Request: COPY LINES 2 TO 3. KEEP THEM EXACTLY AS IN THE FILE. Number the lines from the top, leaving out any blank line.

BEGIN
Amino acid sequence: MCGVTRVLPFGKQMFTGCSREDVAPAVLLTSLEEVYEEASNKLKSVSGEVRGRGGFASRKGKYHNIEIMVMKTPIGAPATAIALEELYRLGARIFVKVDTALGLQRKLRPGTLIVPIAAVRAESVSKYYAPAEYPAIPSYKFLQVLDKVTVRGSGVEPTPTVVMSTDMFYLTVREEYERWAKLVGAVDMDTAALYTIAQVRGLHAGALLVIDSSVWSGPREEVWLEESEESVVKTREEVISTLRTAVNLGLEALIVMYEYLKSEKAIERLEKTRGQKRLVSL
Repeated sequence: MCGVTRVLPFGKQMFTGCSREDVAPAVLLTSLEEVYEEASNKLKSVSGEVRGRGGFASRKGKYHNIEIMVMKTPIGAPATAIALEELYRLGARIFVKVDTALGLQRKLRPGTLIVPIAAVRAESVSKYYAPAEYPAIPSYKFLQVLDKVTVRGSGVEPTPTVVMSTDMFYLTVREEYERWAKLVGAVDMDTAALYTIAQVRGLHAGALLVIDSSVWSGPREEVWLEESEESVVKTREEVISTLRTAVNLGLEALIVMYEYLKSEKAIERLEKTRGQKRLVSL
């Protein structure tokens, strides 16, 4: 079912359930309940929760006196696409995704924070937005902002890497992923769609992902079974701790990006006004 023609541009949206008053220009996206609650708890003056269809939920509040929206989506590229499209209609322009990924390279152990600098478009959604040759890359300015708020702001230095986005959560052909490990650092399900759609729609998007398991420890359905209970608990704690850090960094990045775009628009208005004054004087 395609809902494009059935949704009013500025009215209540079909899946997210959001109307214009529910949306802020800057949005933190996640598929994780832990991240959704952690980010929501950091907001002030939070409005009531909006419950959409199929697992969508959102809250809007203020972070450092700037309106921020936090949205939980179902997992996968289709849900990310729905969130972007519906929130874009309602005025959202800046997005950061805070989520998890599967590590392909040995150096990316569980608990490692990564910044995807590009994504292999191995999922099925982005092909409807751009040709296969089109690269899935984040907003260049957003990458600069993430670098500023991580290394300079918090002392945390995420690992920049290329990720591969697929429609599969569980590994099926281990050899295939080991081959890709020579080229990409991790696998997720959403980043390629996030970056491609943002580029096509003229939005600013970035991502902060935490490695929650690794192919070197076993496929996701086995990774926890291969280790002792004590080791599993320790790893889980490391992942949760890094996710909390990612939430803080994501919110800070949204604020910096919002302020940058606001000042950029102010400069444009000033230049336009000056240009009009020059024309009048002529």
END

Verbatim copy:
Repeated sequence: MCGVTRVLPFGKQMFTGCSREDVAPAVLLTSLEEVYEEASNKLKSVSGEVRGRGGFASRKGKYHNIEIMVMKTPIGAPATAIALEELYRLGARIFVKVDTALGLQRKLRPGTLIVPIAAVRAESVSKYYAPAEYPAIPSYKFLQVLDKVTVRGSGVEPTPTVVMSTDMFYLTVREEYERWAKLVGAVDMDTAALYTIAQVRGLHAGALLVIDSSVWSGPREEVWLEESEESVVKTREEVISTLRTAVNLGLEALIVMYEYLKSEKAIERLEKTRGQKRLVSL
């Protein structure tokens, strides 16, 4: 079912359930309940929760006196696409995704924070937005902002890497992923769609992902079974701790990006006004 023609541009949206008053220009996206609650708890003056269809939920509040929206989506590229499209209609322009990924390279152990600098478009959604040759890359300015708020702001230095986005959560052909490990650092399900759609729609998007398991420890359905209970608990704690850090960094990045775009628009208005004054004087 395609809902494009059935949704009013500025009215209540079909899946997210959001109307214009529910949306802020800057949005933190996640598929994780832990991240959704952690980010929501950091907001002030939070409005009531909006419950959409199929697992969508959102809250809007203020972070450092700037309106921020936090949205939980179902997992996968289709849900990310729905969130972007519906929130874009309602005025959202800046997005950061805070989520998890599967590590392909040995150096990316569980608990490692990564910044995807590009994504292999191995999922099925982005092909409807751009040709296969089109690269899935984040907003260049957003990458600069993430670098500023991580290394300079918090002392945390995420690992920049290329990720591969697929429609599969569980590994099926281990050899295939080991081959890709020579080229990409991790696998997720959403980043390629996030970056491609943002580029096509003229939005600013970035991502902060935490490695929650690794192919070197076993496929996701086995990774926890291969280790002792004590080791599993320790790893889980490391992942949760890094996710909390990612939430803080994501919110800070949204604020910096919002302020940058606001000042950029102010400069444009000033230049336009000056240009009009020059024309009048002529």